People like Bolan and Dosanjh will have nothing to say when they get direct answers and asked questions by Youth.

  28. BUCHANGI says:

    Sikh youth should challenge people like these to open debates on tv and radio.

    People like Bolan and Dosanjh will have nothing to say when they get direct answers and asked questions by Youth.

  29. BUCHANGI says:

    Sikh youth should challenge people like these to open debates on tv and radio.

    People like Bolan and Dosanjh will have nothing to say when they get direct answers and asked questions by Youth.

  30. BUCHANGI says:

    SGPC is a hijacked body and therefore nobody ready will take notice of such a directive, espically in west hemisphere.

    Akal Thatkt Sahib needs to decide on the issue, who bby the way is also hijacked by SGPC itself.

  31. BUCHANGI says:

    SGPC is a hijacked body and therefore nobody ready will take notice of such a directive, espically in west hemisphere.

    Akal Thatkt Sahib needs to decide on the issue, who bby the way is also hijacked by SGPC itself.

  32. BUCHANGI says:

    SGPC is a hijacked body and therefore nobody ready will take notice of such a directive, espically in west hemisphere.

    Akal Thatkt Sahib needs to decide on the issue, who bby the way is also hijacked by SGPC itself.

  33. BUCHANGI says:

    SGPC is a hijacked body and therefore nobody ready will take notice of such a directive, espically in west hemisphere.

    Akal Thatkt Sahib needs to decide on the issue, who bby the way is also hijacked by SGPC itself.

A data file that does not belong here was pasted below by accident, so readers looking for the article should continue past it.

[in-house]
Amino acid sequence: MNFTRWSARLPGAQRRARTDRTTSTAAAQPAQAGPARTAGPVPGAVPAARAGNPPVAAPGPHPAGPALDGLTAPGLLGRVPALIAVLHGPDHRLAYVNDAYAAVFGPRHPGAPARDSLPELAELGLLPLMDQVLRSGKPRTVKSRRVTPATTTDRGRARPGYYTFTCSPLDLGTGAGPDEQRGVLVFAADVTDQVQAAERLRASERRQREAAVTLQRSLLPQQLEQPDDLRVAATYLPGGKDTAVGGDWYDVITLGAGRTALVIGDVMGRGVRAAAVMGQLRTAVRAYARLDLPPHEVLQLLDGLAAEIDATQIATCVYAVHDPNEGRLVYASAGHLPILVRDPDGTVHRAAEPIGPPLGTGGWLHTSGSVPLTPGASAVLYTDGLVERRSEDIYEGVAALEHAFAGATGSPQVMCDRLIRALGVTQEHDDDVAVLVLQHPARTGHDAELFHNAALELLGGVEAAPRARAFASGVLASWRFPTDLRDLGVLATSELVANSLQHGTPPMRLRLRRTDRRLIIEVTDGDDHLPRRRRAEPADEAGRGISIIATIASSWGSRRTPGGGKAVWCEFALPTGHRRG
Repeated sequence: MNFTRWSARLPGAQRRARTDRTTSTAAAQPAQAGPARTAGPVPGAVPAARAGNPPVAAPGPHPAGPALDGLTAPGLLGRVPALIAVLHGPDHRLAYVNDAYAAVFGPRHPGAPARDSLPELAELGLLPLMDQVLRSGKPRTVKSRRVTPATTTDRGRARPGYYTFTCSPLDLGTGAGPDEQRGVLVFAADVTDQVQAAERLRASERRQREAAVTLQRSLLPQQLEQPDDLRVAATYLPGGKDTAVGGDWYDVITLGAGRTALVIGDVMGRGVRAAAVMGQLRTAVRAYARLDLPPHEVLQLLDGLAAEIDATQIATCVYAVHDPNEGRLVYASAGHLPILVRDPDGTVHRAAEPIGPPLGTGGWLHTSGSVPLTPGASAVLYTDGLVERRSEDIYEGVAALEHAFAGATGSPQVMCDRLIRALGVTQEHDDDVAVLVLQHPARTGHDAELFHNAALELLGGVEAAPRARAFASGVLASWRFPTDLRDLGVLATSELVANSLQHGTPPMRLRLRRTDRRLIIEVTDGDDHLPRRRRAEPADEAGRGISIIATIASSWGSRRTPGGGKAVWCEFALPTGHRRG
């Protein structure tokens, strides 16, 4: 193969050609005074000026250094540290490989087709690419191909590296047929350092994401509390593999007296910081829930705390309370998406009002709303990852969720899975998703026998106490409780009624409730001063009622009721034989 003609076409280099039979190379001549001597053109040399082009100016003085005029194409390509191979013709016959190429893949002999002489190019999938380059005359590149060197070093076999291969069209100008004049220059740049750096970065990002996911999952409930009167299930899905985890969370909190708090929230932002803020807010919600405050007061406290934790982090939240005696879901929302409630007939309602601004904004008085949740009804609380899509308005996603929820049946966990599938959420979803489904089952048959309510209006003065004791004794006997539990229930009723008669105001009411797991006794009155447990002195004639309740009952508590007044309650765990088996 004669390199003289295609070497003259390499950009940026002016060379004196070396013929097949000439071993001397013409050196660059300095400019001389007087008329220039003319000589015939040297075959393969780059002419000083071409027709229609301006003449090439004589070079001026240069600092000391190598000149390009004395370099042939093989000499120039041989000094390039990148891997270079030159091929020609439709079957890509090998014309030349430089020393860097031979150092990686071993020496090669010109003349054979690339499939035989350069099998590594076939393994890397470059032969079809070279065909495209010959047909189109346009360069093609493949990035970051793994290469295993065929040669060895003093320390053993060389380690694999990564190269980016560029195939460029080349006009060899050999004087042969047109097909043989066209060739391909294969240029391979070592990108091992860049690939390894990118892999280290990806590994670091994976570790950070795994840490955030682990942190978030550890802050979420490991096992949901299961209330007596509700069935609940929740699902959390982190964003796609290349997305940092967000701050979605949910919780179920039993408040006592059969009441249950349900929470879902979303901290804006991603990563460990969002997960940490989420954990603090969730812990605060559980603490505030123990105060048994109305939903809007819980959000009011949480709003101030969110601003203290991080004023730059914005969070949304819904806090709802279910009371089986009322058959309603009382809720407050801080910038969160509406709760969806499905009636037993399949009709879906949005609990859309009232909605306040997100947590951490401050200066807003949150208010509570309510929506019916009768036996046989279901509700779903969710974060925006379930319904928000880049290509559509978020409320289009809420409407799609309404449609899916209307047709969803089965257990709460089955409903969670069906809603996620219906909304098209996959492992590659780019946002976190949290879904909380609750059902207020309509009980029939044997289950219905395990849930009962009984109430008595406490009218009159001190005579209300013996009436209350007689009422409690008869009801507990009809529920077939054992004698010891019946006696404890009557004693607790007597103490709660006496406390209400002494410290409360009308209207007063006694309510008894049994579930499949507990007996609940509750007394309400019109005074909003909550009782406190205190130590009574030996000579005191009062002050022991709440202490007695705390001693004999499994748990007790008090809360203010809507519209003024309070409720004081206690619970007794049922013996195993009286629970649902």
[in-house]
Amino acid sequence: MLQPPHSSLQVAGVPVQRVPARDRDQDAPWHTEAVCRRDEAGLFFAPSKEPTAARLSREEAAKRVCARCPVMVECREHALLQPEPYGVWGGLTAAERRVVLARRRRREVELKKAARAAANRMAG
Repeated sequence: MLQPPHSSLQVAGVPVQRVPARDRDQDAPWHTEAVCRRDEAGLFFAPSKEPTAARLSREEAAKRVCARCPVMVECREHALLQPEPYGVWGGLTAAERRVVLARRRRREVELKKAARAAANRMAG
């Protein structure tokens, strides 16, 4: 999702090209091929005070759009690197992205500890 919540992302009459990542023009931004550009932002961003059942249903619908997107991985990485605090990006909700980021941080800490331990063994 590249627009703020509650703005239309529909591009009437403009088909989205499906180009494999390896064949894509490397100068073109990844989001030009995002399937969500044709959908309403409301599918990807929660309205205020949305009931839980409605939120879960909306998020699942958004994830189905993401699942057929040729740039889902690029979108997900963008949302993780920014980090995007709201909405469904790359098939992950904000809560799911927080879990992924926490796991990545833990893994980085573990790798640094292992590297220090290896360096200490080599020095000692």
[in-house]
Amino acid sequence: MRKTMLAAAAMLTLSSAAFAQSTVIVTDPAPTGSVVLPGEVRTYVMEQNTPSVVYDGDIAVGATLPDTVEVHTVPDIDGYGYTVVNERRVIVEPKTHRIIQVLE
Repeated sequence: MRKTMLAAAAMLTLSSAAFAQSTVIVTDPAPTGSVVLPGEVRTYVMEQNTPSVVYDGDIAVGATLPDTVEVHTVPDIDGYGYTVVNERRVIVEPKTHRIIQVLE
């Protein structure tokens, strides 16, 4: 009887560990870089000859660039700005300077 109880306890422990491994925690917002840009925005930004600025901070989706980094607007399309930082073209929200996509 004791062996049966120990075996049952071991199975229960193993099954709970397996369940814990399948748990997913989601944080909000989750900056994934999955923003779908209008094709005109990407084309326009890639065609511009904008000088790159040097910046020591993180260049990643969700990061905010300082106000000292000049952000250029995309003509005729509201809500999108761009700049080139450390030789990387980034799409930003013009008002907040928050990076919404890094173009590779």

34. kaptaan says:

    Balbir Singh Sooch, you might want to use the enter key when posting it makes your comment that much more readable if you break your thoughts up into paragraphs that have some coherent point.

  35. kaptaan says:

    Balbir Singh Sooch, you might want to use the enter key when posting it makes your comment that much more readable if you break your thoughts up into paragraphs that have some coherent point.

  36. kaptaan says:

    Balbir Singh Sooch, you might want to use the enter key when posting it makes your comment that much more readable if you break your thoughts up into paragraphs that have some coherent point.

  37. kaptaan says:

    Balbir Singh Sooch, you might want to use the enter key when posting it makes your comment that much more readable if you break your thoughts up into paragraphs that have some coherent point.

  38. Satinder says:

    Just read an interesting article in the New York Times on the Jewish Community in Mumbai. It freely uses the terms Orthodox and Ultra-Orthodox in describing the Jewish faith. Given that the Jews are a minority and the the Times has such high standards this item may be of interest.

  39. Satinder says: